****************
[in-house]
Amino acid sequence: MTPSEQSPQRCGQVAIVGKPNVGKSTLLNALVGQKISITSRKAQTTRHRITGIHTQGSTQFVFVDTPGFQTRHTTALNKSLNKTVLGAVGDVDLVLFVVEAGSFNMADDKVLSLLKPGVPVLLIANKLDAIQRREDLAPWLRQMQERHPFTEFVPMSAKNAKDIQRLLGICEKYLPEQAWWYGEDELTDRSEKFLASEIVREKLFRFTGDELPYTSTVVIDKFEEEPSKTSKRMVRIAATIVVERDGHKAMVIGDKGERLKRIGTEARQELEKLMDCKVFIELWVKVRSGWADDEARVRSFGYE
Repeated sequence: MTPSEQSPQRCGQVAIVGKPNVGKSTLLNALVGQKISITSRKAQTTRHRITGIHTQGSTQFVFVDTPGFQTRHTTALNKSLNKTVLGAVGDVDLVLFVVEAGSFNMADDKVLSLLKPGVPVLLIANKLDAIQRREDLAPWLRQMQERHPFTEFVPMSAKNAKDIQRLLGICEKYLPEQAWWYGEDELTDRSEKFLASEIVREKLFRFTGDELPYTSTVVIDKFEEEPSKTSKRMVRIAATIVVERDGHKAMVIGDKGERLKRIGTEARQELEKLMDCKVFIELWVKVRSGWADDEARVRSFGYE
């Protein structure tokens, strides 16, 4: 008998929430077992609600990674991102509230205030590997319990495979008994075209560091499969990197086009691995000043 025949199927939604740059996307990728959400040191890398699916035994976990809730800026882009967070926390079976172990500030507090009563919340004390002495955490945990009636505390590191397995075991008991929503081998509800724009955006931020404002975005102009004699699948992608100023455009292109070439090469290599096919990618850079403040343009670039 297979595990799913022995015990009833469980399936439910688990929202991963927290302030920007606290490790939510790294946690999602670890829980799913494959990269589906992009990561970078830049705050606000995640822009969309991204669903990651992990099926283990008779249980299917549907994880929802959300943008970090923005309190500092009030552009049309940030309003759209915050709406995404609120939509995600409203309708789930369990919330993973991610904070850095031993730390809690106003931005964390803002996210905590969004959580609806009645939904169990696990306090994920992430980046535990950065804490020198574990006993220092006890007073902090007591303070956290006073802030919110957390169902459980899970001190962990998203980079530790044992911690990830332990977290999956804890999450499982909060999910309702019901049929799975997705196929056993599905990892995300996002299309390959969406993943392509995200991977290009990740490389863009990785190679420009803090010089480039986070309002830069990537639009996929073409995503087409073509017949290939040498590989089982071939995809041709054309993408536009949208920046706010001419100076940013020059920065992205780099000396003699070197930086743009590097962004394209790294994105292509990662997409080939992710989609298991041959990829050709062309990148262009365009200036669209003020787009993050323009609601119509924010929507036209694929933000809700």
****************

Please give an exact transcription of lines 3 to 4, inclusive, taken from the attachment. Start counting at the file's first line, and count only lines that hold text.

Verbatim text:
Repeated sequence: MTPSEQSPQRCGQVAIVGKPNVGKSTLLNALVGQKISITSRKAQTTRHRITGIHTQGSTQFVFVDTPGFQTRHTTALNKSLNKTVLGAVGDVDLVLFVVEAGSFNMADDKVLSLLKPGVPVLLIANKLDAIQRREDLAPWLRQMQERHPFTEFVPMSAKNAKDIQRLLGICEKYLPEQAWWYGEDELTDRSEKFLASEIVREKLFRFTGDELPYTSTVVIDKFEEEPSKTSKRMVRIAATIVVERDGHKAMVIGDKGERLKRIGTEARQELEKLMDCKVFIELWVKVRSGWADDEARVRSFGYE
């Protein structure tokens, strides 16, 4: 008998929430077992609600990674991102509230205030590997319990495979008994075209560091499969990197086009691995000043 025949199927939604740059996307990728959400040191890398699916035994976990809730800026882009967070926390079976172990500030507090009563919340004390002495955490945990009636505390590191397995075991008991929503081998509800724009955006931020404002975005102009004699699948992608100023455009292109070439090469290599096919990618850079403040343009670039 297979595990799913022995015990009833469980399936439910688990929202991963927290302030920007606290490790939510790294946690999602670890829980799913494959990269589906992009990561970078830049705050606000995640822009969309991204669903990651992990099926283990008779249980299917549907994880929802959300943008970090923005309190500092009030552009049309940030309003759209915050709406995404609120939509995600409203309708789930369990919330993973991610904070850095031993730390809690106003931005964390803002996210905590969004959580609806009645939904169990696990306090994920992430980046535990950065804490020198574990006993220092006890007073902090007591303070956290006073802030919110957390169902459980899970001190962990998203980079530790044992911690990830332990977290999956804890999450499982909060999910309702019901049929799975997705196929056993599905990892995300996002299309390959969406993943392509995200991977290009990740490389863009990785190679420009803090010089480039986070309002830069990537639009996929073409995503087409073509017949290939040498590989089982071939995809041709054309993408536009949208920046706010001419100076940013020059920065992205780099000396003699070197930086743009590097962004394209790294994105292509990662997409080939992710989609298991041959990829050709062309990148262009365009200036669209003020787009993050323009609601119509924010929507036209694929933000809700």